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Unlike 1960-’61, today’s Hawks don’t have to stop a Hab Cup dynasty of 5 in a row

Two games into the current Stanley Cup final, the Black Hawks are in a good position to do something they haven’t done in 50 years--and something the Leafs haven’t done in more than 40.

To appreciate what serious modern-day Black Hawk fans might be feeling--the anticipation about achieving something you’ve dreamed about for decades--you perhaps have to be a long-suffering Maple Leaf fan.

A little history will help put things in perspective.

As I mentioned in a post about a week ago, in the mid-to-later 1950s, the Black Hawks were an NHL weak-sister. They hadn’t won a Stanley Cup in ages, and had become a cellar-dwellar. Hockey fans of the ‘60s, ‘70s and ‘80s remember a raucus Chicago Stadium, where officials would announce the same crowd number every night of 16,666. But everyone knew there were actually 20,000+, some virtually hanging from the rafters.

It was a tough place for opponents to play.

Yet before that golden era, in the mid and late-1950s, such was the state of the Hawks that they became the dumping ground for NHL players from other teams.  Specifically, players who had dared defy the league establishment, and had the nerve to speak openly, if in a limited way, about forming an “Association” of players. Not even a union, simply an “Association”.

But perception was everything, and in the owners’ minds the efforts to start a “union” were akin to a mutiny- and those efforts really didn’t get off the ground because the majority of players were afraid. The result: a lot of guys who were the catalyst for the would-be players' association were traded to Chicago. Future Hall-of-Famer Ted Lindsay was just one of those affected.

Lindsay retired before the Hawks won their Cup, but he helped re-shape the attitude in Chicago.  The organization, under General Manager Tommy Ivan, also began to rebuild  with youth in the late 1950s. They acquired Glenn Hall from the Red Wings, which gave them great goaltending for the next decade. They brought up a swath of budding stars from their junior A team in St. Catharines--“Moose” Vasko, Pierre Pilote, Bobby Hull and Stan Mikita among them.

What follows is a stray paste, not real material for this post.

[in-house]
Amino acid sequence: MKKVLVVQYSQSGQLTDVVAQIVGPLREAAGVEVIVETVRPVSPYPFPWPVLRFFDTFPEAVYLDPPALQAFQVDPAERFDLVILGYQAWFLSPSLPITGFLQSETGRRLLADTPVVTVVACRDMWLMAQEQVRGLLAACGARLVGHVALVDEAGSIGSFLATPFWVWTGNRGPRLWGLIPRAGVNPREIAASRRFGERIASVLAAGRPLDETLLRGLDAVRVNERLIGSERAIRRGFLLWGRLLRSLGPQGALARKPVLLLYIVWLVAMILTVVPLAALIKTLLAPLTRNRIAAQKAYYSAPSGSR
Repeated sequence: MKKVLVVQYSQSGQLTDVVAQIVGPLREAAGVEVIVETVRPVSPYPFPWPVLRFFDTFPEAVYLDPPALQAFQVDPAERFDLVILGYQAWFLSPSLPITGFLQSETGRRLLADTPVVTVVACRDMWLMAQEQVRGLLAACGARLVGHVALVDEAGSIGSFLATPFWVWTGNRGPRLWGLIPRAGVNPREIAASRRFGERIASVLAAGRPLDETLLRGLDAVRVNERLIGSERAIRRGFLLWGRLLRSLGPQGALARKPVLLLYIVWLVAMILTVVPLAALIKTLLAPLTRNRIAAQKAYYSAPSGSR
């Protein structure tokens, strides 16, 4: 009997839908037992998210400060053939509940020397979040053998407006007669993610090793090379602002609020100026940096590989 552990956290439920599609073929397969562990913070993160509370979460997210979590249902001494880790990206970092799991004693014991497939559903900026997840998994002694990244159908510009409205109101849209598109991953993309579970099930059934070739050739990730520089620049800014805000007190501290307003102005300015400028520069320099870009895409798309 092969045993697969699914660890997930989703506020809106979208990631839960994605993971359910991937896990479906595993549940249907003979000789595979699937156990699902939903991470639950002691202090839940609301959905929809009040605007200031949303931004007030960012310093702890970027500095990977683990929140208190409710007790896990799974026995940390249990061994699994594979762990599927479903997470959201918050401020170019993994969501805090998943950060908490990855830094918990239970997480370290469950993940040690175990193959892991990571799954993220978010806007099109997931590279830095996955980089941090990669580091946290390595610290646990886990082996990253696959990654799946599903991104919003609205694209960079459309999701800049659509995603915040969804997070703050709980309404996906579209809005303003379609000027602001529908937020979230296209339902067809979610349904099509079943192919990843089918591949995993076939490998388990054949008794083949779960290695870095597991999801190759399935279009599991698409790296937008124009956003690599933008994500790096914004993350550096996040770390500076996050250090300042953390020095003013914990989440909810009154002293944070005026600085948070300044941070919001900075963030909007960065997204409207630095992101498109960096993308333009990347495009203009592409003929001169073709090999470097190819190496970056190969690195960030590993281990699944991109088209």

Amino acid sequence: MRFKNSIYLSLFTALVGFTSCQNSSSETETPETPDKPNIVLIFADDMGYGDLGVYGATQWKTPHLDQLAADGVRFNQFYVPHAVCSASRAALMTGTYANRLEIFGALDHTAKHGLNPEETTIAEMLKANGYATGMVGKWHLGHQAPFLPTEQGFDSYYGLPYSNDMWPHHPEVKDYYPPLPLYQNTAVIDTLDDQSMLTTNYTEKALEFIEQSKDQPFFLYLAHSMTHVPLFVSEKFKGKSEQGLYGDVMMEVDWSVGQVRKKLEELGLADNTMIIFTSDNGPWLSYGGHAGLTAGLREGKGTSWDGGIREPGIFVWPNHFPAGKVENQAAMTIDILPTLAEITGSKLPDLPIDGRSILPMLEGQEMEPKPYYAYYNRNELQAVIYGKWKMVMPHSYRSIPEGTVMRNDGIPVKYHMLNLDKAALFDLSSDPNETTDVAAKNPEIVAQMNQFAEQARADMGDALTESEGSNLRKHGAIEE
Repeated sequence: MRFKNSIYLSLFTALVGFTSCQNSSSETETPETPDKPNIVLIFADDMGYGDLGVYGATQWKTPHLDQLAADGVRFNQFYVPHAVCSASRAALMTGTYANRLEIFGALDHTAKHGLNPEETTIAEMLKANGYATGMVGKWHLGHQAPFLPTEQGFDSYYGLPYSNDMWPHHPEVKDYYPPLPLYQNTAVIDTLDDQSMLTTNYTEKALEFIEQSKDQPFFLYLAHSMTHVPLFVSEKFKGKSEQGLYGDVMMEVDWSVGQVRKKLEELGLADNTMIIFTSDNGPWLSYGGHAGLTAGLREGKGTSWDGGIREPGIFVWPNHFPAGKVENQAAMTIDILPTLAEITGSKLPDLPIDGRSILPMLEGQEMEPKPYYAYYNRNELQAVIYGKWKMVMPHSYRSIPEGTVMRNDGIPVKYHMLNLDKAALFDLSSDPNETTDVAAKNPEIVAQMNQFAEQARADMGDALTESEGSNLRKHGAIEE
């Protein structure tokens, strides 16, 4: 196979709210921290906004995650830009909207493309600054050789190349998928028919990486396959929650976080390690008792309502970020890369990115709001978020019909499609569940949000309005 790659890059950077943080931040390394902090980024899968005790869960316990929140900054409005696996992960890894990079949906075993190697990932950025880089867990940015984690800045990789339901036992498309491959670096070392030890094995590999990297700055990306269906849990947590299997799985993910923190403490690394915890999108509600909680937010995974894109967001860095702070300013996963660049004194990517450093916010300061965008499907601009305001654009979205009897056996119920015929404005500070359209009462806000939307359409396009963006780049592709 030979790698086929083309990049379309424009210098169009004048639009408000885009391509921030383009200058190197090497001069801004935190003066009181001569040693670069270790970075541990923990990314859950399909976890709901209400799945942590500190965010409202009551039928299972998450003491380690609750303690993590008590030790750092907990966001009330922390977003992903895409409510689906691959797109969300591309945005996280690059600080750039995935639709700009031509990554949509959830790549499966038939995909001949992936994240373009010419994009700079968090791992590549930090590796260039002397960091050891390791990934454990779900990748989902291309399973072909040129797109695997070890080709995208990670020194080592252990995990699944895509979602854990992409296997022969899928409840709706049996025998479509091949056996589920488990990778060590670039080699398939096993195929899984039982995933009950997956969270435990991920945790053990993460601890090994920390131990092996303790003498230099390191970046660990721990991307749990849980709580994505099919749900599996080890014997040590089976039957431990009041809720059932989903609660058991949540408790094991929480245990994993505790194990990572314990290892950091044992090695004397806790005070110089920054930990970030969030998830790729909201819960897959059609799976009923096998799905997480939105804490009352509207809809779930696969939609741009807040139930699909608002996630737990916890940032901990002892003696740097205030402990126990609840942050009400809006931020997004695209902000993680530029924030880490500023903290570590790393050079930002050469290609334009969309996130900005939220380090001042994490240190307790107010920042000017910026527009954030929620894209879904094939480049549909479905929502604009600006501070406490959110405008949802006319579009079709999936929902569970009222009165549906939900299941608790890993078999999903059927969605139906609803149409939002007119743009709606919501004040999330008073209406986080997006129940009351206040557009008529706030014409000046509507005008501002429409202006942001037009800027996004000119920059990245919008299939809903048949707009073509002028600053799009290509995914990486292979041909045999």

That was a great core right there.

Management was also smart enough to bring in some “winners” from Montreal, a franchise that knew a thing or two about developing a championship attitude. Ex-Habs included Eddie Litzenberger, Dollard St. Laurent and winger Ab McDonald (McDonald was part of the original “Scooter” line with Mikita and Kenny Wharram). Throw in ex-Leaf mainstay Tod Sloan, future Maple Leaf rearguard Al Arbour (who previously played with the Red Wings), tough guys Tex Evans and Reggie Fleming, another ex-Leaf in Erik Nesterenko, Bill Hay, and the Balfours--Earl, trained in the Montreal system, and Murray, who came up in the Toronto system - and Chicago was a quality team.

Coached by the entertaining Rudy Pilous, they were looking to get to the ’61 finals--which would be their first ‘finals’ appearance since well before I was born in the early ‘50s.

Playing against the 5-time defending champion Habs, they were the decided underdog--the young upstarts against the playoff-tested Canadiens.

Now, the Habs were without Rocket Richard, who had retired the previous fall.   But the truth was, Richard had not contributed greatly the previous two springs, for a variety of reasons, notably age and injuries.

But they still had Jacques Plante and Doug Harvey, along with Tom Johnson, to bolster their back end. And of course, Beliveau, Geoffrion, Henri Richard, Dickie Moore, Gilles Tremblay and some outstanding grinders such as Claude Provost and Marcel Bonin along with youngsters like Ralph Backstrom, Donnie Marshall and Billy Hicke.

After four games, the semi-final series was tied two games apiece.

With Game 5 at the Forum, it was expected that Montreal would establish their dominance in the series. Instead, Glen Hall earned the first of two consecutive shutouts, 3-0. Three nights later, the Hawks and Hall duplicated their achievement, winning 3-0 again to wrap up the series in six games.

The Habs and their fans were shocked. Their run of five Cups in succession was over. It took until 1965 for Montreal to get back to the finals, which for that franchise, in those days, was forever.

The Hawks went on to beat the Red Wings in 6 games to win the Cup in 1961, something they haven’t won since.

But they’re on the doorstep now. And they don’t even have to end a dynasty to meet their objective.

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